The following commentary comes from an independent investor or market observer as part of TheStreet's guest contributor program, which is separate from the company's news coverage.
NEW YORK (
) -- Just a couple of weeks ago, with the supposed "solution" to the Greek crisis, many market participants thought that the politicians had bought at least several months of relief from the European debt crisis. But just as the markets attacked the stocks of both
after the failure of
, it should have been expected that the markets would go for the European Monetary Union's jugular, Italy. And, it didn't take long.
Too Big to Bail
Logically, Italy's debt was always going to be the issue that determined the EMU's fate. That is because Italy's sovereign debt outstanding is over 1.6 trillion euros (compared to 345 billion euros for Greece, and 150 billion euros for both Portugal and Ireland), its debt/GDP ratio is a punishing 120%, and its estimated annual funding needs will run at roughly 250 billion euros.
That annual funding need is larger than the other European PIIGS (Portugal, Ireland, Greece and Spain) combined. Because the remaining capacity of the European Financial Stability Facility is just 320 billion euros, it is not big enough to finance Italy's borrowing needs for more than a year, much less deal with Ireland, Portugal and Spain. Thus,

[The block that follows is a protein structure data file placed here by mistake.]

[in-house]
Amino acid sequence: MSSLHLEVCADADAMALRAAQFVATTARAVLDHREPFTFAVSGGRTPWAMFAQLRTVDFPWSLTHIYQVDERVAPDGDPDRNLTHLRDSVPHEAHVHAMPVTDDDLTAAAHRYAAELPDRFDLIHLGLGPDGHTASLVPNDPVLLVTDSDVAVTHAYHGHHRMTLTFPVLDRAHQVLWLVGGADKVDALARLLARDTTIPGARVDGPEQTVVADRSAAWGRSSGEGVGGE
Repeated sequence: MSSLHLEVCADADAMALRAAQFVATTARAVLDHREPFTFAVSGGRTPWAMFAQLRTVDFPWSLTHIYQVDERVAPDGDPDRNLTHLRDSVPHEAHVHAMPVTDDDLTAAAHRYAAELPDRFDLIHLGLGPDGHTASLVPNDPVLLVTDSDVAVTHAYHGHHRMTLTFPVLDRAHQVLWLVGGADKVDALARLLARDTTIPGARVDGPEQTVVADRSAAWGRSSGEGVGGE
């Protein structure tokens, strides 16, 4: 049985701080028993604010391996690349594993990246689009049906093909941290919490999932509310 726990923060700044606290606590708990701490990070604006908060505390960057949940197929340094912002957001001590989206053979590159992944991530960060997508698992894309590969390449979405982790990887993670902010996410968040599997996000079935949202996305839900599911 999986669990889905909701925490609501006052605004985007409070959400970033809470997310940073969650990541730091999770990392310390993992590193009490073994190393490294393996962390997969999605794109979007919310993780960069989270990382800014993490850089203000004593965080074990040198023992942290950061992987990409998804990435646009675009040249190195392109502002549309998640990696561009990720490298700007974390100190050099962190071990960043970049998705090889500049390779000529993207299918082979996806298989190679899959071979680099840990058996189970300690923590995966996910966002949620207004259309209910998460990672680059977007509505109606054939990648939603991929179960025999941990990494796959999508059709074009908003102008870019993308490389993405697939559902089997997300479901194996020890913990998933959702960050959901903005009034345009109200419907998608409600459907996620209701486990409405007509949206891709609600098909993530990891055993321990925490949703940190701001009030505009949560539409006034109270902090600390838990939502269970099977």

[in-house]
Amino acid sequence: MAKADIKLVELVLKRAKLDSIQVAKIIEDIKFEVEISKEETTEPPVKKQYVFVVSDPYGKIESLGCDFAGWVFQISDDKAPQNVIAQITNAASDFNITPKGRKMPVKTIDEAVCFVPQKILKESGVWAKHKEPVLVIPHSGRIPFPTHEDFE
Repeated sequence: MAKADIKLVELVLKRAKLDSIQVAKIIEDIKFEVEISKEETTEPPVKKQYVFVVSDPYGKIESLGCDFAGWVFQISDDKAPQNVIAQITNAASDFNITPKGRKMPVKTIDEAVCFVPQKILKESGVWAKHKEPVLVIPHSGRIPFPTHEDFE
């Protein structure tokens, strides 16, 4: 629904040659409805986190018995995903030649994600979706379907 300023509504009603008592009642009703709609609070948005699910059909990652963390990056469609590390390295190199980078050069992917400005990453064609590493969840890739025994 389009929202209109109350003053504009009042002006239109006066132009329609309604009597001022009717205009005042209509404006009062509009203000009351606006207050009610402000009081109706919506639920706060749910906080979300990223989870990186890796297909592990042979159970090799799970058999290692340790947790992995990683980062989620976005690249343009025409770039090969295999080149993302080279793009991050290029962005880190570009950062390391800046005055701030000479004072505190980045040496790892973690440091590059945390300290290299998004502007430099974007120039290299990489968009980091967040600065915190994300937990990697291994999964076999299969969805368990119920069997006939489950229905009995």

had dubbed Italy as "Too Big to Bail."
In the end, it would be up to Germany and France, the two biggest economic powers in the EMU, to save Italy, the third biggest economy. That would require a commitment of more than 500 billion euros, or about 10% of their combined economies, a figure that is probably not politically doable.
While there appears to be some concern in the financial markets about the European debt issues, the markets appear nonchalant about it. The "contagion" so far appears to be limited to some of Europe's banks and to the markets for PIIGS debt. For example, the VIX for U.S. equities is barely off its lows.
Our belief is that this situation is much more serious than embodied in the current market reaction, and the "contagion" could easily spread worldwide:
A selloff in Italian bonds could put pressure on the Italian banking system (which holds 6.33% of Italy's sovereign debt according to JPMorgan Chase), which could lead to fears of insolvency. This, in turn could lead to bank runs and perhaps some failures. But it surely would require government intervention (perhaps nationalization) and capital raises (if possible);
Any resulting bank bailouts would add more debt to an overburdened Europe, thus exacerbating an already critical debt situation;
But, the most dangerous "contagion" is most likely in the credit default swap arena which is extremely difficult to quantify because it remains unregulated. As with Greece, any default runs the risk of triggering CDS payments. Further, it is not known if the CDS counterparties have sufficient capital to pay in the event of a default by Greece, much less Italy. For all we know, there may be another AIG out there, or perhaps a CDS event may fatally wound a large, systemic, worldwide financial institution.
Our view is that this situation is much more dangerous than the markets have priced in.
Written by Robert Barone and Matt Marcewicz of Ancora West Advisors, Reno, Nev.